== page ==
These summaries were prepared by McGuireWoods LLP lawyer Thomas E. Spahn. They are based on the letter opinions issued by the Virginia State Bar. Any editorial comments reflect Mr. Spahn's current personal views, and not the opinions of the Virginia State Bar, McGuireWoods or its clients. 
 Back to main menu

  Print This Leo
LEO NumTopicsSummary

16-Lawyer's Personal Interests

18-Consent and Prospective Waivers

29-Advancing Fees and Costs

50-Lawyer-Owned Businesses

Although some states totally prohibit lawyers from posting bail bonds for their clients, such conduct is sometimes permissible as long as clients consent after full disclosure. Lawyers should recognize that: (1) there is a possibility of conflicts because someone posting a bail bond has a financial incentive to apprehend a fugitive client or otherwise assure that the client appears in court; (2) some states consider the posting of bail bonds to be a form of impermissible financial assistance to a client; and (3) obtaining the necessary consent from a client would be extremely difficult if the client were incarcerated. Posting such bail bonds is more likely to be permissible if there is an immaterial amount of money at stake, or if there is a family or friendship relationship between the lawyer and client.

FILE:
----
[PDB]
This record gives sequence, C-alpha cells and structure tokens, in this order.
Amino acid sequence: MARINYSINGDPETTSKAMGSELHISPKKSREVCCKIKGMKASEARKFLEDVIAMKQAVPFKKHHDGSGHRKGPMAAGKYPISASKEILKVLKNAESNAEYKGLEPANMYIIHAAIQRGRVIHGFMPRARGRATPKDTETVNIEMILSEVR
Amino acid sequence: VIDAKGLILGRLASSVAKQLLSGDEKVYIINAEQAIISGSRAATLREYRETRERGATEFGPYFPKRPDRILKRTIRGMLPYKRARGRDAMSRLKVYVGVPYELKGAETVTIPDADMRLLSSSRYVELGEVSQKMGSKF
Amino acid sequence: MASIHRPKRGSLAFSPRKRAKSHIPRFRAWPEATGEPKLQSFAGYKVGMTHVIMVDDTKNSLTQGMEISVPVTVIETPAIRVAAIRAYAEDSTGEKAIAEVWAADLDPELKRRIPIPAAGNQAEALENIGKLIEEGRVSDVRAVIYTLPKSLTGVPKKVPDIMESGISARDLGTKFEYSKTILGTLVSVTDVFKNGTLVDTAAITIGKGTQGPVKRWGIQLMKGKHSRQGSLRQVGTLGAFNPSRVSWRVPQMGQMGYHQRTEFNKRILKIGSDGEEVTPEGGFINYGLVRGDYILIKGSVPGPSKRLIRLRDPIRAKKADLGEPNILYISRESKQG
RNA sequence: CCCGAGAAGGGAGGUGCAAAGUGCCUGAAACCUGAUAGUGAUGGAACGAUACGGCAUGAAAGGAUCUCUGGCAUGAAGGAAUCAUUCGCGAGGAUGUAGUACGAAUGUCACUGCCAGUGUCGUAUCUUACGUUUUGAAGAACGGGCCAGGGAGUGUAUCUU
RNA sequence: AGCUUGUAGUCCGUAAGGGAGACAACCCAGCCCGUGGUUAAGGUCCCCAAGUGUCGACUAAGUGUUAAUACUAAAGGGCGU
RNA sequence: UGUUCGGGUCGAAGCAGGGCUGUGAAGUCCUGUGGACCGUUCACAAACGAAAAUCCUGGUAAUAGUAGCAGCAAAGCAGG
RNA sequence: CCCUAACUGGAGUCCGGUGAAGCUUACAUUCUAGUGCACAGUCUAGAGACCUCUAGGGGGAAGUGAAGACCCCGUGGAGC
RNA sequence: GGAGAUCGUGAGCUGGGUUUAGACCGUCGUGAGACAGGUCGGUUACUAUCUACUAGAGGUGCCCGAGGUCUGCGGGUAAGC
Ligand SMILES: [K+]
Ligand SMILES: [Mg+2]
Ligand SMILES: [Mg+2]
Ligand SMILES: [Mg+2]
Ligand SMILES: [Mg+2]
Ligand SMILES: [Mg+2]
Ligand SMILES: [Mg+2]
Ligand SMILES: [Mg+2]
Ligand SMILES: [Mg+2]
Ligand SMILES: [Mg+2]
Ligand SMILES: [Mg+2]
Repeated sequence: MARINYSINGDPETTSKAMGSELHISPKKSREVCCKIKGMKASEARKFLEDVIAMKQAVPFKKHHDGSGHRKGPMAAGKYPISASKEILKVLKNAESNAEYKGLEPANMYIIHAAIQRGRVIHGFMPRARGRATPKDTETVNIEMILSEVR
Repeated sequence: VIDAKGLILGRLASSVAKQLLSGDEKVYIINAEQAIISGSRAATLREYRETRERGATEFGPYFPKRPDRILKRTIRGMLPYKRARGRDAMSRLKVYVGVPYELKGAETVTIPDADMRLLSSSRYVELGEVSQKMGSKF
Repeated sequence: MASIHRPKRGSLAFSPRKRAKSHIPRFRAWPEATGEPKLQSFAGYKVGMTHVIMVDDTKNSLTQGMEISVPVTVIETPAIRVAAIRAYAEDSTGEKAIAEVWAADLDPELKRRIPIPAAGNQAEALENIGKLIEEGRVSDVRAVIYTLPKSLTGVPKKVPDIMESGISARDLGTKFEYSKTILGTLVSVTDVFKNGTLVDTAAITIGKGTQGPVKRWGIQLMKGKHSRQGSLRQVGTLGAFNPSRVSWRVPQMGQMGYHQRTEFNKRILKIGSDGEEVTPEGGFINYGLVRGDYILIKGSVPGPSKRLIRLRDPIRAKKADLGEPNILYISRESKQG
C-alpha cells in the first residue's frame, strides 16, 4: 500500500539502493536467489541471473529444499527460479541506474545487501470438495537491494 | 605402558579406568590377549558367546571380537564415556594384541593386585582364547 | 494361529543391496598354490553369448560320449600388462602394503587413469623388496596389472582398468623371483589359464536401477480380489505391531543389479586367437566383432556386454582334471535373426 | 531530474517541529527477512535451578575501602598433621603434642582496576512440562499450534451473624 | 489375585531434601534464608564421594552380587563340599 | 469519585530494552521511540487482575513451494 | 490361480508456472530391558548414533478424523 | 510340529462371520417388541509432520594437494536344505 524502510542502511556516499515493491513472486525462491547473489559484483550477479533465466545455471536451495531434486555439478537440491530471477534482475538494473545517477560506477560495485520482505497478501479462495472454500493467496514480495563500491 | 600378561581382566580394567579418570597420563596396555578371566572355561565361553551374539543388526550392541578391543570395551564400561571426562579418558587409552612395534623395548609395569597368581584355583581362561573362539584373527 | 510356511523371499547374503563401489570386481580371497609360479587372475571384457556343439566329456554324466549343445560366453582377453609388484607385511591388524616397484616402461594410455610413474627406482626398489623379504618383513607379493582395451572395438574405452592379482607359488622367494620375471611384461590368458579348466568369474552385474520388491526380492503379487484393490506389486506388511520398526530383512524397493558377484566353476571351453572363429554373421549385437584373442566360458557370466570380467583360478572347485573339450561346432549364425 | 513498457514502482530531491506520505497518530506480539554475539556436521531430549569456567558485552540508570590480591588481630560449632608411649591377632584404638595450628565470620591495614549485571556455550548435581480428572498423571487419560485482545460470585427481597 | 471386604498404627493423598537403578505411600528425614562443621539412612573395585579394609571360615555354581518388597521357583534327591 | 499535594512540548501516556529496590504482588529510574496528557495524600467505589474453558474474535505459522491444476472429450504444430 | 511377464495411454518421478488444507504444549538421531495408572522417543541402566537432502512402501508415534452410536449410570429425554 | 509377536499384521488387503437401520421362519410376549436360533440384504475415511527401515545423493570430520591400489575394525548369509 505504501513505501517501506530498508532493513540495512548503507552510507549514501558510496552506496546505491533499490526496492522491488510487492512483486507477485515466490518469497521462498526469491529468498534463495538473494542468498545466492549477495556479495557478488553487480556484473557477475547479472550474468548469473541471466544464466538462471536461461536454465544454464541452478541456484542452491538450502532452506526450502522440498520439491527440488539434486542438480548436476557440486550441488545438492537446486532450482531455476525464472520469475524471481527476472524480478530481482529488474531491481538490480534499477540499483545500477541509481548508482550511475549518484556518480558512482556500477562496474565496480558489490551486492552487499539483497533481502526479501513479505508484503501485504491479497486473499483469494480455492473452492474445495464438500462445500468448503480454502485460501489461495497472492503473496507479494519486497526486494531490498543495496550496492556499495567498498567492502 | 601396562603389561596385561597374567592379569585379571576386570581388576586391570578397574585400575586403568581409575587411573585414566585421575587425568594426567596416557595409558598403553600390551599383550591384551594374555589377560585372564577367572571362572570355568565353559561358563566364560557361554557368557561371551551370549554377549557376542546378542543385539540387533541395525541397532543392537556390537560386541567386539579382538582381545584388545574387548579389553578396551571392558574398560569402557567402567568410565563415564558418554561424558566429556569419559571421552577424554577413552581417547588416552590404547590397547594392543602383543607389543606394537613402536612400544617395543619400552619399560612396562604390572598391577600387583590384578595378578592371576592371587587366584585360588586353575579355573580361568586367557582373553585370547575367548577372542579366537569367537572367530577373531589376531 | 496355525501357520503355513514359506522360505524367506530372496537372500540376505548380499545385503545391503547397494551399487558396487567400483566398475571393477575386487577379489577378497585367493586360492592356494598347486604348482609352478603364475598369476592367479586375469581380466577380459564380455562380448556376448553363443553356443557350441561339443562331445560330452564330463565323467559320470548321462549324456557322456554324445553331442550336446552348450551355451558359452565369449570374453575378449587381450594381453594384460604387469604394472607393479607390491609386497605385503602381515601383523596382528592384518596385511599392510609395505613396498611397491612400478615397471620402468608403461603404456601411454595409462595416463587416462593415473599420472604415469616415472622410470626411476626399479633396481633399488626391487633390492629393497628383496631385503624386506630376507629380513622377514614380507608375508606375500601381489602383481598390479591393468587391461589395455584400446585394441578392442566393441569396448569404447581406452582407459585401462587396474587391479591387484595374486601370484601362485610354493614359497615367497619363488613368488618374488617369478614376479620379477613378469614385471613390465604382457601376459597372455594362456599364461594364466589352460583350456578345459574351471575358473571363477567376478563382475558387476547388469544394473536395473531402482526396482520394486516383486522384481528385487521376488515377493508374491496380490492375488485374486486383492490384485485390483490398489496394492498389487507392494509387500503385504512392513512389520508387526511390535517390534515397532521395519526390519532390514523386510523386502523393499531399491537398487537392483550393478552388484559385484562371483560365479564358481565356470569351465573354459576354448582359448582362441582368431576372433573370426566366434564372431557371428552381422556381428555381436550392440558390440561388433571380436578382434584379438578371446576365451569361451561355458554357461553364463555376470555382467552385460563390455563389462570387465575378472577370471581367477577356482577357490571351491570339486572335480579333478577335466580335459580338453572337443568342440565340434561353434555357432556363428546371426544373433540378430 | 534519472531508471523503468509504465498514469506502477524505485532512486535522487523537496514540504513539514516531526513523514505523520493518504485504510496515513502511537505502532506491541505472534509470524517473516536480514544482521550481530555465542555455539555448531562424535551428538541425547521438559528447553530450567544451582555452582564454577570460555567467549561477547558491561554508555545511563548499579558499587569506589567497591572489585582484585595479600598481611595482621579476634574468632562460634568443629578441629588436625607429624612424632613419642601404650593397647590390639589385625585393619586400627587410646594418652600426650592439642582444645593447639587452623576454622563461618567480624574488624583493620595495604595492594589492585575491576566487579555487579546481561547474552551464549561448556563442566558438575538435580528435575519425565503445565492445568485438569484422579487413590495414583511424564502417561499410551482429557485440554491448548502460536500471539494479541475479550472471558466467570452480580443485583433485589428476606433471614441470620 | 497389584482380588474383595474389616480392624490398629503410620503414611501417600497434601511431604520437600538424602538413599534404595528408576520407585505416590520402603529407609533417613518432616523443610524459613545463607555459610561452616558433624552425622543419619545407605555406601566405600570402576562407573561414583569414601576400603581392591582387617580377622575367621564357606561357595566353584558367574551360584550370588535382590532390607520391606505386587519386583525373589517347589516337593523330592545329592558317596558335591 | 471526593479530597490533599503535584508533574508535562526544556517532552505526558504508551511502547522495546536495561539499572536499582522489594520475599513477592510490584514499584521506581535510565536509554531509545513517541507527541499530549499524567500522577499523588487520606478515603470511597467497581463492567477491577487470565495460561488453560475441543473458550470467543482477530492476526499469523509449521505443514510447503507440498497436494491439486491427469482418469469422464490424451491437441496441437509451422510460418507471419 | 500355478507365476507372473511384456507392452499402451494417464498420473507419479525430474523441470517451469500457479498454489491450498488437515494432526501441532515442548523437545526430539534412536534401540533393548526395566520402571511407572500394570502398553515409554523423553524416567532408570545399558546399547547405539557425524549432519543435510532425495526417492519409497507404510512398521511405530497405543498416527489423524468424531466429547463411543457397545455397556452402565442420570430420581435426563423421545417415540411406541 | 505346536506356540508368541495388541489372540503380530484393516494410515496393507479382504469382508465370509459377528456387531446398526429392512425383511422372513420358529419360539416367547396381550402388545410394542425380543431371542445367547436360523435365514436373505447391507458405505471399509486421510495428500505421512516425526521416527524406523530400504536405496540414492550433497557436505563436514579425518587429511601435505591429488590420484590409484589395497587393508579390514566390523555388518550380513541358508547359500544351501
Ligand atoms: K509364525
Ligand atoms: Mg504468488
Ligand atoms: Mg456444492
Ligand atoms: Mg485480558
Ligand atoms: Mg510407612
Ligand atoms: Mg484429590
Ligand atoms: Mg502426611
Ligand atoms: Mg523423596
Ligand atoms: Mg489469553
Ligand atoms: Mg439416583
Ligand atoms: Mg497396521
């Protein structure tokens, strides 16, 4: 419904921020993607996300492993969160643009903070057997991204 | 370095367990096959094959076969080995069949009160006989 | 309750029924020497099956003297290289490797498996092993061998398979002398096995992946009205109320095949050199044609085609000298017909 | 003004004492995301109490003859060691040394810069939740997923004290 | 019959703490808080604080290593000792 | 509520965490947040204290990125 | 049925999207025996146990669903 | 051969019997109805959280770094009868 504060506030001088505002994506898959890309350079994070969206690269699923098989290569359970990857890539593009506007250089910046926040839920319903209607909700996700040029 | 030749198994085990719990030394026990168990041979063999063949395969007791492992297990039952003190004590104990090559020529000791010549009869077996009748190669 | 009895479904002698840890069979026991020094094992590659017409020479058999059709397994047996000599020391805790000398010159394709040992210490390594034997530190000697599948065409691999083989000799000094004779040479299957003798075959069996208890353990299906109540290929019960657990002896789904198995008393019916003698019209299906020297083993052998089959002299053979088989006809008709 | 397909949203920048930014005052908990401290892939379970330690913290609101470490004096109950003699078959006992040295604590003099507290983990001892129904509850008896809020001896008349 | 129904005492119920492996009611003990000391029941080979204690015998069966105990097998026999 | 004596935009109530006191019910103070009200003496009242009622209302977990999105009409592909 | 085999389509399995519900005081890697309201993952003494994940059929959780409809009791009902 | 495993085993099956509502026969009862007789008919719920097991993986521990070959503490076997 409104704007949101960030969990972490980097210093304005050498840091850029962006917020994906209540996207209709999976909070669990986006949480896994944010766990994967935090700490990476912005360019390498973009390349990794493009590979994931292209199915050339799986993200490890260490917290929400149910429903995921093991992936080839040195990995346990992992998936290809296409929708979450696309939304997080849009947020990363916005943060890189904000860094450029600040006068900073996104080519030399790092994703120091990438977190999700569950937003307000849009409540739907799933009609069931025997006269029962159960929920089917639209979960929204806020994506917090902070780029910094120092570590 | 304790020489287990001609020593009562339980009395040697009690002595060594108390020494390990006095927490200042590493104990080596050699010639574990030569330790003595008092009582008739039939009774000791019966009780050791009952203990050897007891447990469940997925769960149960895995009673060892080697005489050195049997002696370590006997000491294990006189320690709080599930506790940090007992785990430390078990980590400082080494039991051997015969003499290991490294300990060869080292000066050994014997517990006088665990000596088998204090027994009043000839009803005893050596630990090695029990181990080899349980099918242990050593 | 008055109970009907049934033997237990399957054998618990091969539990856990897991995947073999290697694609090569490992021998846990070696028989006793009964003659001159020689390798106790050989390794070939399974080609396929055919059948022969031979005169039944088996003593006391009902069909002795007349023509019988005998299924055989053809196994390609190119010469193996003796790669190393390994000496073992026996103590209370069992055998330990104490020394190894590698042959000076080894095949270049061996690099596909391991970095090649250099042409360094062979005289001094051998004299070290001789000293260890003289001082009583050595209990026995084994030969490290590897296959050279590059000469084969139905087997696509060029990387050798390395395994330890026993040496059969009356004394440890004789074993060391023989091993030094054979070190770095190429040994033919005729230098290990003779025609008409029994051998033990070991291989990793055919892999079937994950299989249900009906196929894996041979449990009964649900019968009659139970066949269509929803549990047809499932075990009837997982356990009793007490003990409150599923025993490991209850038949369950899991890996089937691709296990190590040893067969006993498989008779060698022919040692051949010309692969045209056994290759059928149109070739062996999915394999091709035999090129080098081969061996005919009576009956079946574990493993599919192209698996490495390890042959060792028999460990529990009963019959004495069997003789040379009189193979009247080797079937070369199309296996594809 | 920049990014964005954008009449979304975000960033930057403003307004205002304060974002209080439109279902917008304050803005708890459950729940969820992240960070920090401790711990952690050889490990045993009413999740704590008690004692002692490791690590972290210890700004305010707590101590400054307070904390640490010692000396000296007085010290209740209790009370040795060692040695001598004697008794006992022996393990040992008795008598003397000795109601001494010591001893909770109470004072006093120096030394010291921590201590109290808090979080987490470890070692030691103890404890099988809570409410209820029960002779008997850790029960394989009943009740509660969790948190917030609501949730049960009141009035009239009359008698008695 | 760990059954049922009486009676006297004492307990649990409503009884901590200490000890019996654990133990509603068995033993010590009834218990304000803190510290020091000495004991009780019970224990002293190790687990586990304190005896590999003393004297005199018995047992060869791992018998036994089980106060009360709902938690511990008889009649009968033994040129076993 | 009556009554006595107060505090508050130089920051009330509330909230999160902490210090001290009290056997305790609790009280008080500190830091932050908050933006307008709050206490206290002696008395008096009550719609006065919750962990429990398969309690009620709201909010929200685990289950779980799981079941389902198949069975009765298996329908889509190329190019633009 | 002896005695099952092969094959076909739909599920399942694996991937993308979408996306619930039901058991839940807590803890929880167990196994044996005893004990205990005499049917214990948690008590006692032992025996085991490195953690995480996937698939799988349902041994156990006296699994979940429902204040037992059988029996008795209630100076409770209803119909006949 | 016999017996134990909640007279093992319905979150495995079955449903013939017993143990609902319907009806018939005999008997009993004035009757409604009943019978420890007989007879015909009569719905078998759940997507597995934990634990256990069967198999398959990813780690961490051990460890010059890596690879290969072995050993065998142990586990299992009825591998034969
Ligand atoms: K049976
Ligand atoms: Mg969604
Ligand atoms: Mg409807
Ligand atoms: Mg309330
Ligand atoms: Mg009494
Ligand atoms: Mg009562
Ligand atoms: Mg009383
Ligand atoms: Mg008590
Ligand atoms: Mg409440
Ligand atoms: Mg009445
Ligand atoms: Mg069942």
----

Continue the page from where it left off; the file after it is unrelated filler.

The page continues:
Copyright 2000, Thomas E. Spahn